28 Jul 2005
TL;DR: This work reviews the historical development of Transition metal dichalcogenides, methods for preparing atomically thin layers, their electronic and optical properties, and prospects for future advances in electronics and optoelectronics.
Abstract: Single-layer metal dichalcogenides are two-dimensional semiconductors that present strong potential for electronic and sensing applications complementary to that of graphene.
TL;DR: This Review describes how the tunable electronic structure of TMDs makes them attractive for a variety of applications, as well as electrically active materials in opto-electronics.
Abstract: Ultrathin two-dimensional nanosheets of layered transition metal dichalcogenides (TMDs) are fundamentally and technologically intriguing. In contrast to the graphene sheet, they are chemically versatile. Mono- or few-layered TMDs - obtained either through exfoliation of bulk materials or bottom-up syntheses - are direct-gap semiconductors whose bandgap energy, as well as carrier type (n- or p-type), varies between compounds depending on their composition, structure and dimensionality. In this Review, we describe how the tunable electronic structure of TMDs makes them attractive for a variety of applications. They have been investigated as chemically active electrocatalysts for hydrogen evolution and hydrosulfurization, as well as electrically active materials in opto-electronics. Their morphologies and properties are also useful for energy storage applications such as electrodes for Li-ion batteries and supercapacitors.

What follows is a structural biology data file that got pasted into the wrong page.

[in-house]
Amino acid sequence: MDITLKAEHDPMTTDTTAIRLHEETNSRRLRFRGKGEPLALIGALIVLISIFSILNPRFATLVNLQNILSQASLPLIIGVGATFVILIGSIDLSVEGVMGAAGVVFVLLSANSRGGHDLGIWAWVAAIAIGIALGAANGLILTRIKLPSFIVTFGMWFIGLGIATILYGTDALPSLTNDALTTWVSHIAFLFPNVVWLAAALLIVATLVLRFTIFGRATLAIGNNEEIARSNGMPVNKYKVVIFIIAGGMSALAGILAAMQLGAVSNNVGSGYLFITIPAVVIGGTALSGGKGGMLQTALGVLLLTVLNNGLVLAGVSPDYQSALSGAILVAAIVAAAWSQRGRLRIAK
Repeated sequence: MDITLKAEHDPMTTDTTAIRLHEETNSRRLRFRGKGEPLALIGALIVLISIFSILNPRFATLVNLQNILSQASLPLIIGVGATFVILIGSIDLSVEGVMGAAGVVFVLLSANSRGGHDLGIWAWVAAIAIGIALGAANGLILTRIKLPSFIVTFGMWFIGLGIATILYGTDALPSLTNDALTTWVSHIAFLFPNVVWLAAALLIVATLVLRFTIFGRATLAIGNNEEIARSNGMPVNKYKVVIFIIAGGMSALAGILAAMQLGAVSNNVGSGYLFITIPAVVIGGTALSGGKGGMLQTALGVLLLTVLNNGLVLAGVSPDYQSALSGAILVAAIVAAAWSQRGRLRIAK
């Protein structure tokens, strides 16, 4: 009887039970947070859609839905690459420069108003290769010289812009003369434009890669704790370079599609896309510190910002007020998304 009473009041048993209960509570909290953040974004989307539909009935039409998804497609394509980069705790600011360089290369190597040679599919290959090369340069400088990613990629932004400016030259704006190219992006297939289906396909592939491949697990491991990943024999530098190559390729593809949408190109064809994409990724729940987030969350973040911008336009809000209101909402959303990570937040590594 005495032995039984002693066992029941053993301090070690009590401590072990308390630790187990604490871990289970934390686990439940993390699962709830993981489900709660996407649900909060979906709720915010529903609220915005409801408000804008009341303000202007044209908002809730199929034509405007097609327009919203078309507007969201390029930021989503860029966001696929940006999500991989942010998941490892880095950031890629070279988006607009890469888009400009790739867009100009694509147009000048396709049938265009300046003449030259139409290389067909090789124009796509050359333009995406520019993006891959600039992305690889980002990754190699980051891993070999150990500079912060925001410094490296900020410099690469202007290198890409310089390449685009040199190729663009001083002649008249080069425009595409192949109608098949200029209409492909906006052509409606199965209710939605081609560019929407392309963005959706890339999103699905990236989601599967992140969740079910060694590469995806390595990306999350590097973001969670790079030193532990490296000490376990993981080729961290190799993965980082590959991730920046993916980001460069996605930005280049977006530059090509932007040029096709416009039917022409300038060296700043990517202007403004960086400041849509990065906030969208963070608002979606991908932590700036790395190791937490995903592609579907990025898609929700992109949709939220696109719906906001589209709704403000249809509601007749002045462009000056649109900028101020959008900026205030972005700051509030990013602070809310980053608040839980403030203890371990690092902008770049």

TL;DR: Ultraensitive monolayer MoS2 phototransistors with improved device mobility and ON current are demonstrated, showing important potential for applications in MoS 2-based integrated optoelectronic circuits, light sensing, biomedical imaging, video recording and spectroscopy.
Abstract: A very sensitive photodector based on molybdenum disulphide with potential for integrated optoelectronic circuits, light sensing, biomedical imaging, video recording or spectroscopy is now demonstrated.